The implications of the Supreme Court of Canada’s decision in Bhasin v Hrynew, 2014 SCC 71, respecting the general duty of honesty in contractual performance have continued to evolve in the employment context, as can most recently be seen in the Court of Queen’s Bench decision of Styles v. Alberta Investment Management Corp., 2015 ABQB 621.

The principal issue before the Court in this summary trial decision was whether the employer was obligated to provide to the employee, upon termination of his employment, bonuses earned pursuant to the employer’s long term incentive plan (“LTIP”). The employment contract had explicitly permitted the employer to terminate the employee without cause and specified the amount to be paid in lieu of notice upon termination. The LTIP itself contained both an “entire agreement” clause and a provision stipulating that employees must be actively employed to be eligible to receive any LTIP payments. A subsequent iteration of the LTIP plan provided the employer with discretion with respect to whether LTIP bonuses would be paid out upon the termination of an employee.

Although there had been no evidence of bad faith on the part of the employer, the Court found that the employer’s exercise of its discretion, both in dismissing the employee and in not paying out to him his accumulated LTIP bonuses upon termination, was conducted unreasonably and without regard for the employee’s legitimate contractual expectations. This finding was made with specific consideration to the “payfor-performance” model of compensation that the employer had fostered and marketed to prospective employees.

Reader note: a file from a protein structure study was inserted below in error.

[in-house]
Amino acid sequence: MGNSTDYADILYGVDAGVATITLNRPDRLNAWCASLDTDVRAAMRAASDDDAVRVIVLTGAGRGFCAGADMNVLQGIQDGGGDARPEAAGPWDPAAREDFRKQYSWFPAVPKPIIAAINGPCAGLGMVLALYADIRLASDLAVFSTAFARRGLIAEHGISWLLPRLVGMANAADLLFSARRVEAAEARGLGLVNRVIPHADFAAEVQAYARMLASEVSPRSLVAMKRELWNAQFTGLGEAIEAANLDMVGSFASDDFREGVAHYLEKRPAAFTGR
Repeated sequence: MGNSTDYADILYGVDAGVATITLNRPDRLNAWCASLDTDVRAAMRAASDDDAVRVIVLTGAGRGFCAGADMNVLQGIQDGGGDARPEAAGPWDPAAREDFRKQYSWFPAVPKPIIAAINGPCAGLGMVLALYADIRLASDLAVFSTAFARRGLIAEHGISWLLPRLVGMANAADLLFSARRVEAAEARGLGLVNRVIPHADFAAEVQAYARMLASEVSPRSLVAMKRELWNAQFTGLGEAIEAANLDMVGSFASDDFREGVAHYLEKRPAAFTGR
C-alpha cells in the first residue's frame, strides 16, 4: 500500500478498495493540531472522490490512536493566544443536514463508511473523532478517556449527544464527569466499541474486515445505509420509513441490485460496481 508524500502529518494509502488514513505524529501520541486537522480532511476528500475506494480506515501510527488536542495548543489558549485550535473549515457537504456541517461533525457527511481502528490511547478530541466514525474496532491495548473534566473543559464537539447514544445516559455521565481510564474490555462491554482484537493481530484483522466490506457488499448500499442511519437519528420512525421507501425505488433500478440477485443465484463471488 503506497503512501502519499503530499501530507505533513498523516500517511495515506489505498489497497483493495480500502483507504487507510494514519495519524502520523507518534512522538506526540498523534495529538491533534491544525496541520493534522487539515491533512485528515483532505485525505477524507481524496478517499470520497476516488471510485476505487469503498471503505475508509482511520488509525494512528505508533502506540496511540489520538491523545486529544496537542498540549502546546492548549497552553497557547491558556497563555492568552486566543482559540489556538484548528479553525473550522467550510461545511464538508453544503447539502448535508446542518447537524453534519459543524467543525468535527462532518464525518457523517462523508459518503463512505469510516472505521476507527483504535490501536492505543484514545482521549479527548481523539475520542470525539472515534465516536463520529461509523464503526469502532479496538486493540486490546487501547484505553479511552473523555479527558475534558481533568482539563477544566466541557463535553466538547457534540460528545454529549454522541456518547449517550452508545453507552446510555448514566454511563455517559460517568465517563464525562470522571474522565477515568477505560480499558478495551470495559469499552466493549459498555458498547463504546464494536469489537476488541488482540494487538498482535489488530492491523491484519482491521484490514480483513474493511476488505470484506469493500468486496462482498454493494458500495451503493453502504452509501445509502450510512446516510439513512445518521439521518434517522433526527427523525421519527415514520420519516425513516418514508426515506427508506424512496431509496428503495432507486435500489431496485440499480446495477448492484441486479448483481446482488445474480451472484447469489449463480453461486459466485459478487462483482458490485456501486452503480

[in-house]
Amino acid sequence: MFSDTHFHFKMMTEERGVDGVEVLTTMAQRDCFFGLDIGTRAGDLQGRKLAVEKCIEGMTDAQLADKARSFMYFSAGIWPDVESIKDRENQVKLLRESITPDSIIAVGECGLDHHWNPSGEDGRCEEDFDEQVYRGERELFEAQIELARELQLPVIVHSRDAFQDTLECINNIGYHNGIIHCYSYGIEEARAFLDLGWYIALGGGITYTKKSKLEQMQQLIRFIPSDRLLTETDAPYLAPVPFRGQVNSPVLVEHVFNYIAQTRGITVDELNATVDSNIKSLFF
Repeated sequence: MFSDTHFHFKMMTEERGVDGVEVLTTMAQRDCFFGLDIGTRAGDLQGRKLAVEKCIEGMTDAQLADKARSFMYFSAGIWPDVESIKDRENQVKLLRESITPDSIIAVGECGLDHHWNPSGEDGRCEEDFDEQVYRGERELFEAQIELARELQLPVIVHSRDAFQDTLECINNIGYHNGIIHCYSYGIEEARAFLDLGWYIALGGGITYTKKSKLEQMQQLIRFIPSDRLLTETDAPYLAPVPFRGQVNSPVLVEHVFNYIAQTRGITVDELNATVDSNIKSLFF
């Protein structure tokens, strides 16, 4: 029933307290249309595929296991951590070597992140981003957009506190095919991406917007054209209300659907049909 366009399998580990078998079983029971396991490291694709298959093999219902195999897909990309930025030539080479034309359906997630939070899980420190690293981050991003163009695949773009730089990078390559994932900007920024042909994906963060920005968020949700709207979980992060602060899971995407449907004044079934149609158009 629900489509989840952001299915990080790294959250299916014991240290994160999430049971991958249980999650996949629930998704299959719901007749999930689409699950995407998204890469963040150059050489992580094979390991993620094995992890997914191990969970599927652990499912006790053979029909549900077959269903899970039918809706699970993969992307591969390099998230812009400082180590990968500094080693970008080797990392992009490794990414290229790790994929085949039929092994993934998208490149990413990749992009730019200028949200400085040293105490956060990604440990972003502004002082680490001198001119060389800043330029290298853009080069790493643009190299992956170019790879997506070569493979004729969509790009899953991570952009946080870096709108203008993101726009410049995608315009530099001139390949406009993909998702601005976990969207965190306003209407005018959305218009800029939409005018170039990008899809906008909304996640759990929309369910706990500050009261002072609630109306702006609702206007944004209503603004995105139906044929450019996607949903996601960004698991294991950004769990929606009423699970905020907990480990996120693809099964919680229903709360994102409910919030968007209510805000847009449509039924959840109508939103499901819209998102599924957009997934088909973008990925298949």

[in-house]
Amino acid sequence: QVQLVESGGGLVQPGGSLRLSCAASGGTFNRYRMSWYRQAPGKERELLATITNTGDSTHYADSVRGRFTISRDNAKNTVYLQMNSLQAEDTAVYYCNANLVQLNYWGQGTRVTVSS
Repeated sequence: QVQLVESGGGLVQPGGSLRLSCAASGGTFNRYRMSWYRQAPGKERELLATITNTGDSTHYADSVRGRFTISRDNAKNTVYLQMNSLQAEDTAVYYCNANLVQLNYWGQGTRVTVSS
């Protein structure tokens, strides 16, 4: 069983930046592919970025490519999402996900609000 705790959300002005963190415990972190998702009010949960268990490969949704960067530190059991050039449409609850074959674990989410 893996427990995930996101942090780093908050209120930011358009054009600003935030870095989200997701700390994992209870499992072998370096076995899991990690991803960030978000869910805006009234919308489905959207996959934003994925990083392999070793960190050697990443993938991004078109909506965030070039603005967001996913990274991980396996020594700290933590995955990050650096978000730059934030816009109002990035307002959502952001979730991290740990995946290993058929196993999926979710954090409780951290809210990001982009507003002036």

The Court concluded that the employer’s conduct constituted a breach of its common law duty to exercise discretionary contractual powers reasonably and that the employee was, therefore, entitled to damages in the amount of the accumulated LTIP bonuses.

What does this mean for employers/ employees?

It is becoming increasingly apparent that courts are willing to place greater emphasis on an employee’s subjective expectations of the terms of employment with the result that otherwise sound, unambiguous contractual provisions in an employment agreement can be superseded. As such, employers who exercise discretionary powers granted to them under a contract of employment must take care to ensure such decisions are made fairly and reasonably, and not in a manner that could be construed as “capricious” or “arbitrary”. This bears specific consideration in situations where the employer may be perceived to be attempting to avoid contractual obligations by terminating an employee prior to these contractual obligations technically arising.

This post is intended to provide general information concerning developments in the law and is not intended to provide legal advice in respect of any particular situation.